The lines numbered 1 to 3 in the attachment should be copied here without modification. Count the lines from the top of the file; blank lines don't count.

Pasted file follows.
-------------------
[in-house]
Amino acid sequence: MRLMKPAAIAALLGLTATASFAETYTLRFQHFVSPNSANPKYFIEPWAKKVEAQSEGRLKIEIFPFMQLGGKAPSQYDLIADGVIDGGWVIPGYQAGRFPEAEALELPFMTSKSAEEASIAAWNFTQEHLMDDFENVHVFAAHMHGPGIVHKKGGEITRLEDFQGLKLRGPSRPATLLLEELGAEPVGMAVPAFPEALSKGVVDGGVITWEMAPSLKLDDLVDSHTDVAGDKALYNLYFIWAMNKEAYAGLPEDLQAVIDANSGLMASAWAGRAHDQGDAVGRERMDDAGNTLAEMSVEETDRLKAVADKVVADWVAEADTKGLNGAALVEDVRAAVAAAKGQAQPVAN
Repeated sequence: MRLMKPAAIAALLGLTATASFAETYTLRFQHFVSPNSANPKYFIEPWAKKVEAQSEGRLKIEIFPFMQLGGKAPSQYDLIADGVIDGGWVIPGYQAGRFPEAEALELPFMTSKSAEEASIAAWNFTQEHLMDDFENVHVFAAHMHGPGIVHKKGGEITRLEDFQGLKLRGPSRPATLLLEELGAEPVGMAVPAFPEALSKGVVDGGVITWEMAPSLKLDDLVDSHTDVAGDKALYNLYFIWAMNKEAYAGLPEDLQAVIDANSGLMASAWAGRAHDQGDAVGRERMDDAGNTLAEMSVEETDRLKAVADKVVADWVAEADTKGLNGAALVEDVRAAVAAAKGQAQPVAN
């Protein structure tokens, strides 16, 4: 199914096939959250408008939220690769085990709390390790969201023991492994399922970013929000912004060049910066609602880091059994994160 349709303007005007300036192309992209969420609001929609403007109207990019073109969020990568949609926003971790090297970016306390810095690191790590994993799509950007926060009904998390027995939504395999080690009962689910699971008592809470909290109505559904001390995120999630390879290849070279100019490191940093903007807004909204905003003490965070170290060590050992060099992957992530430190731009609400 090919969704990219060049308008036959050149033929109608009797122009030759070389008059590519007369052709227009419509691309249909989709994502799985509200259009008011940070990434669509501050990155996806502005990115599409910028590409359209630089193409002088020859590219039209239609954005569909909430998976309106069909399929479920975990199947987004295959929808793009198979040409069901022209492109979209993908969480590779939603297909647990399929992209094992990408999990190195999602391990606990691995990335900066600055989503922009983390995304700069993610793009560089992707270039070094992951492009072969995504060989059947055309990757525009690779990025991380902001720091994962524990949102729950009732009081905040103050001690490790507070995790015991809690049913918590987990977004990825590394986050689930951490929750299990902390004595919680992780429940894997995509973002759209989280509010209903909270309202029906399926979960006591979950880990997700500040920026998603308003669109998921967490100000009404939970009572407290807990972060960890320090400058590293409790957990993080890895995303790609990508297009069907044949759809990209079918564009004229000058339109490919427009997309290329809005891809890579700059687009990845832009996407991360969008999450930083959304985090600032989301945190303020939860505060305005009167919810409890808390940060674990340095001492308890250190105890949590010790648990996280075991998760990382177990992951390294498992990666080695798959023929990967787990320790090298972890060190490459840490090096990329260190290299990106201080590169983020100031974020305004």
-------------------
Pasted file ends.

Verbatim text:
[in-house]
Amino acid sequence: MRLMKPAAIAALLGLTATASFAETYTLRFQHFVSPNSANPKYFIEPWAKKVEAQSEGRLKIEIFPFMQLGGKAPSQYDLIADGVIDGGWVIPGYQAGRFPEAEALELPFMTSKSAEEASIAAWNFTQEHLMDDFENVHVFAAHMHGPGIVHKKGGEITRLEDFQGLKLRGPSRPATLLLEELGAEPVGMAVPAFPEALSKGVVDGGVITWEMAPSLKLDDLVDSHTDVAGDKALYNLYFIWAMNKEAYAGLPEDLQAVIDANSGLMASAWAGRAHDQGDAVGRERMDDAGNTLAEMSVEETDRLKAVADKVVADWVAEADTKGLNGAALVEDVRAAVAAAKGQAQPVAN
Repeated sequence: MRLMKPAAIAALLGLTATASFAETYTLRFQHFVSPNSANPKYFIEPWAKKVEAQSEGRLKIEIFPFMQLGGKAPSQYDLIADGVIDGGWVIPGYQAGRFPEAEALELPFMTSKSAEEASIAAWNFTQEHLMDDFENVHVFAAHMHGPGIVHKKGGEITRLEDFQGLKLRGPSRPATLLLEELGAEPVGMAVPAFPEALSKGVVDGGVITWEMAPSLKLDDLVDSHTDVAGDKALYNLYFIWAMNKEAYAGLPEDLQAVIDANSGLMASAWAGRAHDQGDAVGRERMDDAGNTLAEMSVEETDRLKAVADKVVADWVAEADTKGLNGAALVEDVRAAVAAAKGQAQPVAN